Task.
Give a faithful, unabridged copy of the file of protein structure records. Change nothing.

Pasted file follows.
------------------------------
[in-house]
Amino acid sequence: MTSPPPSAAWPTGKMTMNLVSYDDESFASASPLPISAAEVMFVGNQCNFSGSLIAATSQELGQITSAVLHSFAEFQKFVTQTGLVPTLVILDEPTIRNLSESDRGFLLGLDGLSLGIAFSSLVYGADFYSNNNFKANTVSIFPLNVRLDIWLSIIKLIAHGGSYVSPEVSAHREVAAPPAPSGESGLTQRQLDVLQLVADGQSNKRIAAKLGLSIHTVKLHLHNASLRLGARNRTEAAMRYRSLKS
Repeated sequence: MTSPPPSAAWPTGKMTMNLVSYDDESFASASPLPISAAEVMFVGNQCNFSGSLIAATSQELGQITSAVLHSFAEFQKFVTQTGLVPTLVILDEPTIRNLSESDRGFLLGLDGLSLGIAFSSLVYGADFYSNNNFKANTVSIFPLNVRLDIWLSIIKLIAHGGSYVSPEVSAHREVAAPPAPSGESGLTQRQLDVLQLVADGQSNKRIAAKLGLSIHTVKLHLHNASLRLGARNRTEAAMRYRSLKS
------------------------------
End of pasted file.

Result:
[in-house]
Amino acid sequence: MTSPPPSAAWPTGKMTMNLVSYDDESFASASPLPISAAEVMFVGNQCNFSGSLIAATSQELGQITSAVLHSFAEFQKFVTQTGLVPTLVILDEPTIRNLSESDRGFLLGLDGLSLGIAFSSLVYGADFYSNNNFKANTVSIFPLNVRLDIWLSIIKLIAHGGSYVSPEVSAHREVAAPPAPSGESGLTQRQLDVLQLVADGQSNKRIAAKLGLSIHTVKLHLHNASLRLGARNRTEAAMRYRSLKS
Repeated sequence: MTSPPPSAAWPTGKMTMNLVSYDDESFASASPLPISAAEVMFVGNQCNFSGSLIAATSQELGQITSAVLHSFAEFQKFVTQTGLVPTLVILDEPTIRNLSESDRGFLLGLDGLSLGIAFSSLVYGADFYSNNNFKANTVSIFPLNVRLDIWLSIIKLIAHGGSYVSPEVSAHREVAAPPAPSGESGLTQRQLDVLQLVADGQSNKRIAAKLGLSIHTVKLHLHNASLRLGARNRTEAAMRYRSLKS